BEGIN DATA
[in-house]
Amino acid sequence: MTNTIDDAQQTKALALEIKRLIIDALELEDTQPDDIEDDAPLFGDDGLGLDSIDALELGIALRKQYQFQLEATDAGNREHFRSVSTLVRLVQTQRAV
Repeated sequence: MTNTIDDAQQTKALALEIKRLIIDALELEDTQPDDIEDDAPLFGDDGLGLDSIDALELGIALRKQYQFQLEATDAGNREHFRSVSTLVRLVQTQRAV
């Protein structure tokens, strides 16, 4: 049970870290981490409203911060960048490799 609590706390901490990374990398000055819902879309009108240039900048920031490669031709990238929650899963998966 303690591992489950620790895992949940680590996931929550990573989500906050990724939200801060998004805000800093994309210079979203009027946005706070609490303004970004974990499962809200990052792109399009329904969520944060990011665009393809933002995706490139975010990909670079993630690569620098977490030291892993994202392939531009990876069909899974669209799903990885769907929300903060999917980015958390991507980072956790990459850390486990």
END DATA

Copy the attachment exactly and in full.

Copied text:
[in-house]
Amino acid sequence: MTNTIDDAQQTKALALEIKRLIIDALELEDTQPDDIEDDAPLFGDDGLGLDSIDALELGIALRKQYQFQLEATDAGNREHFRSVSTLVRLVQTQRAV
Repeated sequence: MTNTIDDAQQTKALALEIKRLIIDALELEDTQPDDIEDDAPLFGDDGLGLDSIDALELGIALRKQYQFQLEATDAGNREHFRSVSTLVRLVQTQRAV
């Protein structure tokens, strides 16, 4: 049970870290981490409203911060960048490799 609590706390901490990374990398000055819902879309009108240039900048920031490669031709990238929650899963998966 303690591992489950620790895992949940680590996931929550990573989500906050990724939200801060998004805000800093994309210079979203009027946005706070609490303004970004974990499962809200990052792109399009329904969520944060990011665009393809933002995706490139975010990909670079993630690569620098977490030291892993994202392939531009990876069909899974669209799903990885769907929300903060999917980015958390991507980072956790990459850390486990």